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The Press Gaggle. There’s a reason why they are called that. And I don’t think it is a vote of confidence in their ability to do a professional job.
Today the Minister of Disease, Stephen Malinga, visited Bundibugyo with a group of the Usual Suspects – New Vision, Daily Monitor, WBS, NTV, NBS and UBC. He and the journalists, together with some senior officials in his Ministry, flew into Bundibugyo aboard a UPDF helicopter.
While the government team appears to have been properly briefed on the situation on the ground, the journalists clearly believed their own lies about the magnitude – or lack thereof – of the Ebola situation. They were afraid to approach the local population for fear of … I don’t know what … breathing in the virus maybe? And they shared with each other their worst fears of contracting the virus, dying on the job and leaving their families in the poor house. Stuffed in their pockets and camera bags were ugly white surgical gloves, which they didn’t hesitate to pull out until a group of children started shouting Muhyembe! Muhyembe! (Ghost! Ghost!)
Malinga played his part for the cameras. It’s his job. He’s a politician and has learned how to act like one. For all intents and purposes, he didn’t say anything new. He didn’t even pay tribute to the 5 medical workers who have died of Ebola by mentioning them by name. But he knew what he had come for and on when the protective gear, the mandatory handshake with an Ebola victim and the required look of pain (or whatever that look was).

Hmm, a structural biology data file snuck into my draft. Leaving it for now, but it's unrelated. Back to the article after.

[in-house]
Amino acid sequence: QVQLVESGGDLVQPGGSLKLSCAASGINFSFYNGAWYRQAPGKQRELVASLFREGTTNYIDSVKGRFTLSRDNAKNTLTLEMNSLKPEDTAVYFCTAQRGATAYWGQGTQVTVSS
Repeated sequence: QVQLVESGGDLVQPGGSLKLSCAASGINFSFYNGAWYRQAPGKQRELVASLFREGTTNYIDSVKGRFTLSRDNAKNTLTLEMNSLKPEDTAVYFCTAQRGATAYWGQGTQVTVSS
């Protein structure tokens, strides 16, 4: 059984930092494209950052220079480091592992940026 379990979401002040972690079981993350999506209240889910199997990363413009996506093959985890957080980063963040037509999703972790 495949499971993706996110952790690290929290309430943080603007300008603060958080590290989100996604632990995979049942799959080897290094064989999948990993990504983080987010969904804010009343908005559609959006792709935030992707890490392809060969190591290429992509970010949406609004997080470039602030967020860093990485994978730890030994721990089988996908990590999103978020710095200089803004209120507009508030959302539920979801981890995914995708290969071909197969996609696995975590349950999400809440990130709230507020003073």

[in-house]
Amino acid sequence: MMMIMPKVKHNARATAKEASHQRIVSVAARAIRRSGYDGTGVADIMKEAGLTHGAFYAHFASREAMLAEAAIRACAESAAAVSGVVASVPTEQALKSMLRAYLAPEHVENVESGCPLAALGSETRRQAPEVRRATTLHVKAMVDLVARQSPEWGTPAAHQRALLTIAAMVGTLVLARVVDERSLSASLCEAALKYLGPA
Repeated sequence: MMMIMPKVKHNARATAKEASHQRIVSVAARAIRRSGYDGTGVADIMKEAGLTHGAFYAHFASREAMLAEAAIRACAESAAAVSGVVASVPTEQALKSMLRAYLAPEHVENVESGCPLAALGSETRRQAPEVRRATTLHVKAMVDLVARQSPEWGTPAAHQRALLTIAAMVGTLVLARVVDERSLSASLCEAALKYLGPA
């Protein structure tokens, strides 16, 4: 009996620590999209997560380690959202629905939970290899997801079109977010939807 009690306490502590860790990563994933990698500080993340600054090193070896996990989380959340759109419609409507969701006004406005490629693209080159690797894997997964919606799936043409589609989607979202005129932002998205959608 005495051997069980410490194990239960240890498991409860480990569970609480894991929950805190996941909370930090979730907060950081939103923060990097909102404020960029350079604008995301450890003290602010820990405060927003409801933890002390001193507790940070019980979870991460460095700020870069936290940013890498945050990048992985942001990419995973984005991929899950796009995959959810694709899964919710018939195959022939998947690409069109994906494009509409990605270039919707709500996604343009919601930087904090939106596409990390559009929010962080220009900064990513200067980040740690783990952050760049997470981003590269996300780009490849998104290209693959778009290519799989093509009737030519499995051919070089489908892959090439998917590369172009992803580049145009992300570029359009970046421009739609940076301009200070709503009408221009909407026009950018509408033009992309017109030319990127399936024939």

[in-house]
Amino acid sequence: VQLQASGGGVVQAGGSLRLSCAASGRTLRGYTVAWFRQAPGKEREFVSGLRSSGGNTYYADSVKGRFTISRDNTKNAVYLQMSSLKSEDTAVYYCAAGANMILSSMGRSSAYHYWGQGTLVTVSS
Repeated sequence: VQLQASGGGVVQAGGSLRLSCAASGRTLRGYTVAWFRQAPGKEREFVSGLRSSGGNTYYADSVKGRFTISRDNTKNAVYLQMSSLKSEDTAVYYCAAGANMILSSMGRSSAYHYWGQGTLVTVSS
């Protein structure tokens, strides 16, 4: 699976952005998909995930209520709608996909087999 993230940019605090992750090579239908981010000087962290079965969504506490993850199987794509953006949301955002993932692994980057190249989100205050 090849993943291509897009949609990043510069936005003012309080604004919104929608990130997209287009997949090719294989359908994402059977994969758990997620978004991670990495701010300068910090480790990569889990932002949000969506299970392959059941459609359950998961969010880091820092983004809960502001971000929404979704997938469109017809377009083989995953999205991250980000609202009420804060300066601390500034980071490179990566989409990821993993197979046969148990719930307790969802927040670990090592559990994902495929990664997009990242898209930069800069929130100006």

I asked a couple of journalists whether they would like to spend the night in Bundibugyo with me to study the situation more subce I’m traveling towards the Democratic Republic of Congo early tomorrow where one Ugandan was beaten as he tried to cross the border on account of bringing with him death and disease. Plus a couple of cuties I met from the medical sector are cooking a meal tonight to say goodbye to their staff who have been in the district for several weeks and I thought it would a really good opportunity to chat with people with an insight into the epidemic. I even offered to buy lunch. But no one was willing to stay.
“Me to stay in Bundibugyo? Shiya! I am not suicidal.”
“As far as I can see, the story here is done. We know the figures and we have a few facts. There is nothing more that the Media Center can’t tell us.”
“Gwe are there even hotels in this place?”
And off they went on the coattails of Malinga and back to Kampala. Nothing new was learned. Nothing important was gained. Expect the reports to be much the same. Shallow and empty. Just like the journalists who write them.